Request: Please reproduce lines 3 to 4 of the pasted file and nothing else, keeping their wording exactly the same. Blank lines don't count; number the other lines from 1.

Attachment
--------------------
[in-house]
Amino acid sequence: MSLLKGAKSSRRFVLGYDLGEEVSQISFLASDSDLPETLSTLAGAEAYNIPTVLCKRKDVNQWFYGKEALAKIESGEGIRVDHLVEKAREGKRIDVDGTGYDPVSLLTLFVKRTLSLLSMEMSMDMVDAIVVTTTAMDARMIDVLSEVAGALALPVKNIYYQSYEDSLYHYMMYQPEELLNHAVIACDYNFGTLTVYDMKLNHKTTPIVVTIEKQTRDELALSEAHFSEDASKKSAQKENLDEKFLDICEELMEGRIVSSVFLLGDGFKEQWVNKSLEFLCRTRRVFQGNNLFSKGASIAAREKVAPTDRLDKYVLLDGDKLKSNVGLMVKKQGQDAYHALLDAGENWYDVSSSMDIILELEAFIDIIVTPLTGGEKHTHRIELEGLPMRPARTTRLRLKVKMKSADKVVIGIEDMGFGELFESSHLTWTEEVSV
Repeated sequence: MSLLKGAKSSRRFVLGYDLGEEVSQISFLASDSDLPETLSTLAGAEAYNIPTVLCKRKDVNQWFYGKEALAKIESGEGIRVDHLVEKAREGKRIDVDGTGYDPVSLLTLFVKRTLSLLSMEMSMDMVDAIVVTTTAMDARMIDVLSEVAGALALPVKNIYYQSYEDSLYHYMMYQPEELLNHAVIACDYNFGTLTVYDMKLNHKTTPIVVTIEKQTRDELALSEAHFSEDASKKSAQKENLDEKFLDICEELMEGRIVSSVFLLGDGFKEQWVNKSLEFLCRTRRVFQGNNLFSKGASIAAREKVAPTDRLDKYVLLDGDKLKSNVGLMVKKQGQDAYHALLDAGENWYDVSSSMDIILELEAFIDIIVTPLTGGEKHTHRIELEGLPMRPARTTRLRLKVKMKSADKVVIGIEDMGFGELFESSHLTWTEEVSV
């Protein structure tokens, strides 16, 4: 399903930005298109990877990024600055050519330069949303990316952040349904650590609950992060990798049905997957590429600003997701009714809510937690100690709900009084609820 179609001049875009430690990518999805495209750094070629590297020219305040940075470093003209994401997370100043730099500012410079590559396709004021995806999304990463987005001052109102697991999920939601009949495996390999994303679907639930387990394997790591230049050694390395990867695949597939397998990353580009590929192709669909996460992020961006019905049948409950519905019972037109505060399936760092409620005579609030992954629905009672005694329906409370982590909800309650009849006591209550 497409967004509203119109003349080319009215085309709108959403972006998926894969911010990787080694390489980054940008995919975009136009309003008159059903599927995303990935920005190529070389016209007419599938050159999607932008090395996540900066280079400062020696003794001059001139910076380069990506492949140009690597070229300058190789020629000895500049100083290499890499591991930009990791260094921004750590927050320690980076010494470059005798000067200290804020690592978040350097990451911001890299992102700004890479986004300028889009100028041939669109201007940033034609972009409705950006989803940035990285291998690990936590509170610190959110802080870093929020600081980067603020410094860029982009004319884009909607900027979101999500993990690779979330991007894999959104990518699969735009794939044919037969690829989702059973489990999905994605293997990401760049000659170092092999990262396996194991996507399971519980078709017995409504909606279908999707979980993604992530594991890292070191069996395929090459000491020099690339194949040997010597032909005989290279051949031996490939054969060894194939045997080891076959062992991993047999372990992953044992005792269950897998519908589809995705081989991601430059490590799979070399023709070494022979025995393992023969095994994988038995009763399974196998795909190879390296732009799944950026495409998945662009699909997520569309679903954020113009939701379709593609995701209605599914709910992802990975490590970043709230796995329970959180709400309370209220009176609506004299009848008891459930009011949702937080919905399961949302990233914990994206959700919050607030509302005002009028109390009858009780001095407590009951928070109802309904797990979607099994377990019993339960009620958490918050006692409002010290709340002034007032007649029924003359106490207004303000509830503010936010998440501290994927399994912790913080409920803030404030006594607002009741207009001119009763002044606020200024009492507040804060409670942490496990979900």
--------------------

Repeated sequence: MSLLKGAKSSRRFVLGYDLGEEVSQISFLASDSDLPETLSTLAGAEAYNIPTVLCKRKDVNQWFYGKEALAKIESGEGIRVDHLVEKAREGKRIDVDGTGYDPVSLLTLFVKRTLSLLSMEMSMDMVDAIVVTTTAMDARMIDVLSEVAGALALPVKNIYYQSYEDSLYHYMMYQPEELLNHAVIACDYNFGTLTVYDMKLNHKTTPIVVTIEKQTRDELALSEAHFSEDASKKSAQKENLDEKFLDICEELMEGRIVSSVFLLGDGFKEQWVNKSLEFLCRTRRVFQGNNLFSKGASIAAREKVAPTDRLDKYVLLDGDKLKSNVGLMVKKQGQDAYHALLDAGENWYDVSSSMDIILELEAFIDIIVTPLTGGEKHTHRIELEGLPMRPARTTRLRLKVKMKSADKVVIGIEDMGFGELFESSHLTWTEEVSV
């Protein structure tokens, strides 16, 4: 399903930005298109990877990024600055050519330069949303990316952040349904650590609950992060990798049905997957590429600003997701009714809510937690100690709900009084609820 179609001049875009430690990518999805495209750094070629590297020219305040940075470093003209994401997370100043730099500012410079590559396709004021995806999304990463987005001052109102697991999920939601009949495996390999994303679907639930387990394997790591230049050694390395990867695949597939397998990353580009590929192709669909996460992020961006019905049948409950519905019972037109505060399936760092409620005579609030992954629905009672005694329906409370982590909800309650009849006591209550 497409967004509203119109003349080319009215085309709108959403972006998926894969911010990787080694390489980054940008995919975009136009309003008159059903599927995303990935920005190529070389016209007419599938050159999607932008090395996540900066280079400062020696003794001059001139910076380069990506492949140009690597070229300058190789020629000895500049100083290499890499591991930009990791260094921004750590927050320690980076010494470059005798000067200290804020690592978040350097990451911001890299992102700004890479986004300028889009100028041939669109201007940033034609972009409705950006989803940035990285291998690990936590509170610190959110802080870093929020600081980067603020410094860029982009004319884009909607900027979101999500993990690779979330991007894999959104990518699969735009794939044919037969690829989702059973489990999905994605293997990401760049000659170092092999990262396996194991996507399971519980078709017995409504909606279908999707979980993604992530594991890292070191069996395929090459000491020099690339194949040997010597032909005989290279051949031996490939054969060894194939045997080891076959062992991993047999372990992953044992005792269950897998519908589809995705081989991601430059490590799979070399023709070494022979025995393992023969095994994988038995009763399974196998795909190879390296732009799944950026495409998945662009699909997520569309679903954020113009939701379709593609995701209605599914709910992802990975490590970043709230796995329970959180709400309370209220009176609506004299009848008891459930009011949702937080919905399961949302990233914990994206959700919050607030509302005002009028109390009858009780001095407590009951928070109802309904797990979607099994377990019993339960009620958490918050006692409002010290709340002034007032007649029924003359106490207004303000509830503010936010998440501290994927399994912790913080409920803030404030006594607002009741207009001119009763002044606020200024009492507040804060409670942490496990979900």